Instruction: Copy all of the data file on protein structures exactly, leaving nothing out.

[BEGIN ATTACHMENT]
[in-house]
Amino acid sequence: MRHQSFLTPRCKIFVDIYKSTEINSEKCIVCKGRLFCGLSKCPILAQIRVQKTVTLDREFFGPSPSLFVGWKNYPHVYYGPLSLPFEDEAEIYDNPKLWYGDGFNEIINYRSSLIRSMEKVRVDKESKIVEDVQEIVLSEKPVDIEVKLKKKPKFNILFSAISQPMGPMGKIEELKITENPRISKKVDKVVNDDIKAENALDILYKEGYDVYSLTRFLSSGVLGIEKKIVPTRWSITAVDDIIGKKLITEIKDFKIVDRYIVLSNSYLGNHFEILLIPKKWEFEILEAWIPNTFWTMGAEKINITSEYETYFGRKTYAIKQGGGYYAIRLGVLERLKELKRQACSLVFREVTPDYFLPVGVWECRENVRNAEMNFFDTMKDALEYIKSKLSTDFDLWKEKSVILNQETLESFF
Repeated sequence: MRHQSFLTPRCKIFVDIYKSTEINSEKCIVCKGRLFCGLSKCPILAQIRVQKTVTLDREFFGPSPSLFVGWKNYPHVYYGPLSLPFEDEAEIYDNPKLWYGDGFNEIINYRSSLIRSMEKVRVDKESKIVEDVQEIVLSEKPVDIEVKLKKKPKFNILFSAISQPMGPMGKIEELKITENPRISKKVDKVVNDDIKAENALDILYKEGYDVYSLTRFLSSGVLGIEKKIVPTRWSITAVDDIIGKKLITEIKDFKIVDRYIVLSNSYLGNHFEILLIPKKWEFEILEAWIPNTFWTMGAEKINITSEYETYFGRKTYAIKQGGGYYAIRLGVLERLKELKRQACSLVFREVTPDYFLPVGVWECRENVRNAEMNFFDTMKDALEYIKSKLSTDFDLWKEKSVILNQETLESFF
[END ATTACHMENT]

[in-house]
Amino acid sequence: MRHQSFLTPRCKIFVDIYKSTEINSEKCIVCKGRLFCGLSKCPILAQIRVQKTVTLDREFFGPSPSLFVGWKNYPHVYYGPLSLPFEDEAEIYDNPKLWYGDGFNEIINYRSSLIRSMEKVRVDKESKIVEDVQEIVLSEKPVDIEVKLKKKPKFNILFSAISQPMGPMGKIEELKITENPRISKKVDKVVNDDIKAENALDILYKEGYDVYSLTRFLSSGVLGIEKKIVPTRWSITAVDDIIGKKLITEIKDFKIVDRYIVLSNSYLGNHFEILLIPKKWEFEILEAWIPNTFWTMGAEKINITSEYETYFGRKTYAIKQGGGYYAIRLGVLERLKELKRQACSLVFREVTPDYFLPVGVWECRENVRNAEMNFFDTMKDALEYIKSKLSTDFDLWKEKSVILNQETLESFF
Repeated sequence: MRHQSFLTPRCKIFVDIYKSTEINSEKCIVCKGRLFCGLSKCPILAQIRVQKTVTLDREFFGPSPSLFVGWKNYPHVYYGPLSLPFEDEAEIYDNPKLWYGDGFNEIINYRSSLIRSMEKVRVDKESKIVEDVQEIVLSEKPVDIEVKLKKKPKFNILFSAISQPMGPMGKIEELKITENPRISKKVDKVVNDDIKAENALDILYKEGYDVYSLTRFLSSGVLGIEKKIVPTRWSITAVDDIIGKKLITEIKDFKIVDRYIVLSNSYLGNHFEILLIPKKWEFEILEAWIPNTFWTMGAEKINITSEYETYFGRKTYAIKQGGGYYAIRLGVLERLKELKRQACSLVFREVTPDYFLPVGVWECRENVRNAEMNFFDTMKDALEYIKSKLSTDFDLWKEKSVILNQETLESFF